The Indian finance minister has promised that recent amendments would be scrupulously reviewed. The Indian government wants to tax aid transfers between dioceses, parishes and congregations. For expert, the authorities want to freeze funding for missionary activities in northern India.
Thiruvananthapuram (AsiaNews) – Recently, Indian Finance Minister Nirmala Sitharaman told Catholic authorities in the State of Kerala that recent amendments to the laws on income tax and charitable activities would be scrupulously reviewed.
On 31 May, Card George Alencherry, president of the Kerala Catholic Bishops’ Conference, and Fr Sebastian Mundathikunnel, president of the Kerala Conference of Major Superiors, sent a memorandum to the minister opposing changes to the legislation on taxing income of religious institutions.
The government’s proposal to amend articles 11, 12 and 13 of tax legislation bans aid transfers between parishes of the same diocese or between different institutions or houses of a congregation.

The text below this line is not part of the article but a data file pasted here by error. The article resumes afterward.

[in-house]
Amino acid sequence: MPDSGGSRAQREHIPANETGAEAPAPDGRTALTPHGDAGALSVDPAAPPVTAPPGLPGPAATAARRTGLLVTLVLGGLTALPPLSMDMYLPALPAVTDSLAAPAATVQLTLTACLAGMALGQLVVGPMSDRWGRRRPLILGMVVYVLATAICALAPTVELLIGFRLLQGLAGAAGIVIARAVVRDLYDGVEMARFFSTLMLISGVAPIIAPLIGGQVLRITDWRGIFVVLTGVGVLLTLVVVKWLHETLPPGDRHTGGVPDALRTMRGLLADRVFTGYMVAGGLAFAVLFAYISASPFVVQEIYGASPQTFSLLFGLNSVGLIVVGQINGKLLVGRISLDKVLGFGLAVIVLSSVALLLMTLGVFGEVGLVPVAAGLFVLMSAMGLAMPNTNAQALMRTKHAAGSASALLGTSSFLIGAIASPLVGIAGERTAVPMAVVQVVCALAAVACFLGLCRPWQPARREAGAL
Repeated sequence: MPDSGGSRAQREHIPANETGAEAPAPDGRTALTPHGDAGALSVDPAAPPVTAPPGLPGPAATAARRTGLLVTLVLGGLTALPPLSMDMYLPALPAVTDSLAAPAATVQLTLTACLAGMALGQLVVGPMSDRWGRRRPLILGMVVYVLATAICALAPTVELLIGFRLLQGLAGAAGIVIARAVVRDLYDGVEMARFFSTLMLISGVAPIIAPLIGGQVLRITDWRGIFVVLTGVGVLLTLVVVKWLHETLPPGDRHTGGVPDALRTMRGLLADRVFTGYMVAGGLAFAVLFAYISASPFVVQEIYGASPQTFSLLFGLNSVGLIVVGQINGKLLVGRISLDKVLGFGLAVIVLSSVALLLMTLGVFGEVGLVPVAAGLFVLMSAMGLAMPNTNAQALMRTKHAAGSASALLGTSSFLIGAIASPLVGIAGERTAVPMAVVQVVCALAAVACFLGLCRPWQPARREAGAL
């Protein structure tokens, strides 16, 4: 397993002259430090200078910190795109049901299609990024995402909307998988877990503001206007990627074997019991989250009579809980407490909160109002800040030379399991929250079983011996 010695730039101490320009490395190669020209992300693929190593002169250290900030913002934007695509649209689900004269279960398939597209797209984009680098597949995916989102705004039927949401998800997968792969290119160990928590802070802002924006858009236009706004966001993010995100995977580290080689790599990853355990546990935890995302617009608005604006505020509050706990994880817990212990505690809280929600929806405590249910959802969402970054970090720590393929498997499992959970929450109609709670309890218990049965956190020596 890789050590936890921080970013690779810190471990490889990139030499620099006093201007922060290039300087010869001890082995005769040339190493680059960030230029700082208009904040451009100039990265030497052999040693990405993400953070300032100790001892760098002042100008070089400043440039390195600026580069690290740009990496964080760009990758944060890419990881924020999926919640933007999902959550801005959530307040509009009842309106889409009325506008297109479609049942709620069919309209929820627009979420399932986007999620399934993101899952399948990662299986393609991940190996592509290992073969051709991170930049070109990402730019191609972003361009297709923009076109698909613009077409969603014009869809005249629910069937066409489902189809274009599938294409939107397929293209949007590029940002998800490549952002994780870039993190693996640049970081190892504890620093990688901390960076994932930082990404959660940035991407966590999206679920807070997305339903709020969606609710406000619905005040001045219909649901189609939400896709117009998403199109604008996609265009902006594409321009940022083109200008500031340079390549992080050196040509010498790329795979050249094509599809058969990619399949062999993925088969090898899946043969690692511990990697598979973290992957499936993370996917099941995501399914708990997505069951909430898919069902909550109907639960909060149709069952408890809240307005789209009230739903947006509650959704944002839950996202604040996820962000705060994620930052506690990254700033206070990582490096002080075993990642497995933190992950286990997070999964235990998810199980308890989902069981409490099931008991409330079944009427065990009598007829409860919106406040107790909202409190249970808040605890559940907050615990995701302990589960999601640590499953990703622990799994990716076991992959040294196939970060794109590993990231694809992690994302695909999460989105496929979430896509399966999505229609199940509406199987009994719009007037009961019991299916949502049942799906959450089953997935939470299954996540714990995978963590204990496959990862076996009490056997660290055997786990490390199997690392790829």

Card Alencherry urges the government to review the amendments, which he said goes against the principles underlying all religions – loving one another, caring for each other, and being charitable to others.
The modification of tax regulations will allow the government to increase, according to market prices, the value of properties that Catholic institutions have owned for centuries.
For the Indian Church, this is unacceptable, given that such a revaluation would be included in the income of dioceses, parishes and congregations. It says such a method of calculation is inappropriate and will oblige Church authorities to pay large sums in taxes.
Card Alencherry notes that the Catholic Church, which has been present in India since the first century AD, has always strictly abided by the rules and regulations on charitable activities, income taxes and foreign aid.
Catholic economist M.T. Philip told AsiaNews that behind the amendment there could be the government’s hidden attempt to block money for Catholic missionary activities in northern India, where Hindu nationalism and fundamentalism are strongest.
In fact, the new legislation cancels exemptions for religious institutions. Prof Philip explains that South India-based Catholic congregations often have homes and mission centres in the rest of the country. Any charitable transaction between these structures will result in the loss of their status as religious institutions, and will therefore be taxable.